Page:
McLeod targets gold in memory of aunt
MONTE CARLO, Monaco:
As if it was not a daunting enough task for those who will have to compete against him at next month's Olympics Games, Jamaica's 110m hurdler Omar McLeod is drawing even more motivation from his late aunt.
The 22-year-old, who has been beating all comers so far this season, said if he manages to live up to the favourite tag and strike gold next month in Rio, he will dedicate it to his late aunt, Fionna Knight, who died in 2014.
"She was, like, my best friend. She was my youngest aunt and we were really close," McLeod told The Gleaner. "She is the one who encouraged me to go to college, and, if it wasn't for her, I honestly don't think I would be here. It was her idea and she played a huge role in my career, so I would definitely dedicate it to her.
"I run with her in mind, and I even have a couple pieces of jewelry with her name engraved on them."
McLeod, who hails from the small farming community of Sanguinetti in Clarendon, is also looking to make the community and the entire country proud by taking gold at his first Olympics outing.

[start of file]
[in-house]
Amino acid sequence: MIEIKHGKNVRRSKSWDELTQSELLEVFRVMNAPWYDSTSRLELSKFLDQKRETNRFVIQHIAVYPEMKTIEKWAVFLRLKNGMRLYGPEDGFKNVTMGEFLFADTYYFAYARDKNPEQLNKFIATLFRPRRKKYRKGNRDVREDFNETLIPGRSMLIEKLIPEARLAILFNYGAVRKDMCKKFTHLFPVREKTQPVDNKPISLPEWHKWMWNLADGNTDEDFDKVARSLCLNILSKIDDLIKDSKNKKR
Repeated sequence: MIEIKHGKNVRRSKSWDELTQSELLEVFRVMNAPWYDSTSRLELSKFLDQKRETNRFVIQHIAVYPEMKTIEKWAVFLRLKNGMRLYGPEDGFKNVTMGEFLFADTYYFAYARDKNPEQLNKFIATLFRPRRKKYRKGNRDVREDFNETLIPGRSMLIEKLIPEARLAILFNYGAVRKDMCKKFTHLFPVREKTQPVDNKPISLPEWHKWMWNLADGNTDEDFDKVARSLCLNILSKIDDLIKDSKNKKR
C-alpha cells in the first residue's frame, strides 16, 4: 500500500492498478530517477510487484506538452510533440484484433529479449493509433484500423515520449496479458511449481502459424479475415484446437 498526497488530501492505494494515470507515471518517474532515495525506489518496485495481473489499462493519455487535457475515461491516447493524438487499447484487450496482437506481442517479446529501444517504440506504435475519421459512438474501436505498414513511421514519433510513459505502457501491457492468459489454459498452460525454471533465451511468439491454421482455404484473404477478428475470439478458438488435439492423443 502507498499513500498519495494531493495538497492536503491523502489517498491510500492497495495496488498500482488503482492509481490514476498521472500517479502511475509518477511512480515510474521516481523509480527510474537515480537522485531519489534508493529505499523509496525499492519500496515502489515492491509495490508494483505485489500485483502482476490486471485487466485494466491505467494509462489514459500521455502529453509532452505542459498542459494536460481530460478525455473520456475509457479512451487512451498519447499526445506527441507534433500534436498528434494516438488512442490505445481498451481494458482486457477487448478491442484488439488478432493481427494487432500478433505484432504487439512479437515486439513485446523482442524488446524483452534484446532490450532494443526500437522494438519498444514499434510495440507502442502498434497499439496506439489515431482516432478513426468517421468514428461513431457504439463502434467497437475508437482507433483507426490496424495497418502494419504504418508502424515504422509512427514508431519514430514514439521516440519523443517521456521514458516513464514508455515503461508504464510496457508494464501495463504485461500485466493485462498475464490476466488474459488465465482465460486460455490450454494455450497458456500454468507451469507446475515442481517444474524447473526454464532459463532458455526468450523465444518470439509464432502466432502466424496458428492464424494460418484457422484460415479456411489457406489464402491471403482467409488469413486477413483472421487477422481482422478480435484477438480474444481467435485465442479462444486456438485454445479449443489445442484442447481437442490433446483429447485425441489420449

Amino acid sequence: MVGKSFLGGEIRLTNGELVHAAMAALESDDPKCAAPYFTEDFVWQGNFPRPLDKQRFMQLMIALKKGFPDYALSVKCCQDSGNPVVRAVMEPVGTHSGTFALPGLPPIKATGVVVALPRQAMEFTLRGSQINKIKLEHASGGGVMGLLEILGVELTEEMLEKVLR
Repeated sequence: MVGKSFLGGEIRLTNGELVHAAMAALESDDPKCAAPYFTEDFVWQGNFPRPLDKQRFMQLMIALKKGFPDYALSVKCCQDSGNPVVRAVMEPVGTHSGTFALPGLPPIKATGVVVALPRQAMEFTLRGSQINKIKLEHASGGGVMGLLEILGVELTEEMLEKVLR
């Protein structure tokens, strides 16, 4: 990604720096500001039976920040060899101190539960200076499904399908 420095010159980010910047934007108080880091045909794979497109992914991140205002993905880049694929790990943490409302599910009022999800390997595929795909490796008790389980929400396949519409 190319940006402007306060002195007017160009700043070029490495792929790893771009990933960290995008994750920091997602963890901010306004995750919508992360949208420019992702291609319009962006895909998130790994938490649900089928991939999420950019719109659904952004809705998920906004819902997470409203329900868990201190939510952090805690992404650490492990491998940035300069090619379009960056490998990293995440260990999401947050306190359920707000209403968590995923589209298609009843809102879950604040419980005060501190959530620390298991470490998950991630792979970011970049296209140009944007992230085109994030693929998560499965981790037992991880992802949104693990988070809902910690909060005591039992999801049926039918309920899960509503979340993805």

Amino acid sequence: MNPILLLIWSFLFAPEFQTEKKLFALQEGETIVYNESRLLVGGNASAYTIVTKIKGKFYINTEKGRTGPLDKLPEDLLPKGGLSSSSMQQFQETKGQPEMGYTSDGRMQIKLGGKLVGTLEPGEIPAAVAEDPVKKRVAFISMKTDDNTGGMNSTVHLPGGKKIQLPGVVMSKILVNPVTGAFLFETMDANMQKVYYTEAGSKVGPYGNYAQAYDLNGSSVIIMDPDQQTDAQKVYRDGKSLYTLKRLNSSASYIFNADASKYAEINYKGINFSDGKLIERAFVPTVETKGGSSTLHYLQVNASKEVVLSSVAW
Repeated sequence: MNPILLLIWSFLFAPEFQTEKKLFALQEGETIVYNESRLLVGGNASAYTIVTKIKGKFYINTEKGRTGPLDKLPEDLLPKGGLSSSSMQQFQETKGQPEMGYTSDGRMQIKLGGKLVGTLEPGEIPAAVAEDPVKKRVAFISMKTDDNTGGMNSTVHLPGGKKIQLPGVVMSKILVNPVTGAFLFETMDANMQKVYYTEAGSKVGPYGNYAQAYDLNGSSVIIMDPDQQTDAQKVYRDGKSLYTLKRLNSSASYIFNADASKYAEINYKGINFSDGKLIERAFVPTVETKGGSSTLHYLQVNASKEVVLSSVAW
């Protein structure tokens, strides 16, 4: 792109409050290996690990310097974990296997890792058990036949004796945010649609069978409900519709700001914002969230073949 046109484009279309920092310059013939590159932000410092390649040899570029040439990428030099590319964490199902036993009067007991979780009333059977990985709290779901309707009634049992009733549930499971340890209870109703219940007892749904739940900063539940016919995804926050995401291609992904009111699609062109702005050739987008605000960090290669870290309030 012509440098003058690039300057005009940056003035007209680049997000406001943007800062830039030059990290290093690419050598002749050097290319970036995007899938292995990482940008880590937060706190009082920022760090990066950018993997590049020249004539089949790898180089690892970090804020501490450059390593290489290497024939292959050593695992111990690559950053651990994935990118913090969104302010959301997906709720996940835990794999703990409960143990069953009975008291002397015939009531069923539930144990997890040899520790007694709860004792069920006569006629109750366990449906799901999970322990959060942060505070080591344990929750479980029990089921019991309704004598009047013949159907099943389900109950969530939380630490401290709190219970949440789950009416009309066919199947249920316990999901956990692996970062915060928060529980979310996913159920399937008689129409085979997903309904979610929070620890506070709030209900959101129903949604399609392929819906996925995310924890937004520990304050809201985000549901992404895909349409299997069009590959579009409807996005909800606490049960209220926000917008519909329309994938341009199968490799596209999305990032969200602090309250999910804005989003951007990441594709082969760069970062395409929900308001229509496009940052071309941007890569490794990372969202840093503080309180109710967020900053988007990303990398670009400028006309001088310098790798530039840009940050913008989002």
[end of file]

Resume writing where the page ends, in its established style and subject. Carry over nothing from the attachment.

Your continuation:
"Olympics is the biggest sporting event in the world, and I have dreamed of being an Olympian let alone getting a gold medal," McLeod said. "That would definitely change my life forever, change my community and my country would be proud, so it would mean a lot."
With the likes of Aries, Merritt, David Oliver, and Jason Richardson all failing to make America's team to contest the event at the Olympics, and the injury woes of Hansle Parchment, who had to get a medical exemption from Jamaica's trials, McLeod is the overwhelming favourite going into the Games.
But he said he is not focusing on who will or will not line up in the final. His only focus is on the hurdles he has to clear.
"Who is in the race, I don't care. My competition is the obstacles in front of me. I have 10 obstacles in front of me, so it would be pointless to focus on seven other persons," McLeod said. "So there is no added pressure. It is just for me to go out there and execute my race and stick to my race plan as always."
He would, however, love for his compatriot, Parchment, to line up next to him in the final
"I always love racing with Hansle Parchment as although we are rivals on the track, we are almost best friends outside of it, and we bring the best out in each other," McLeod said. "So I am hoping he bounces back because I really want him to be in that final in Rio so we can definitely push each other again and I am confident that he will be."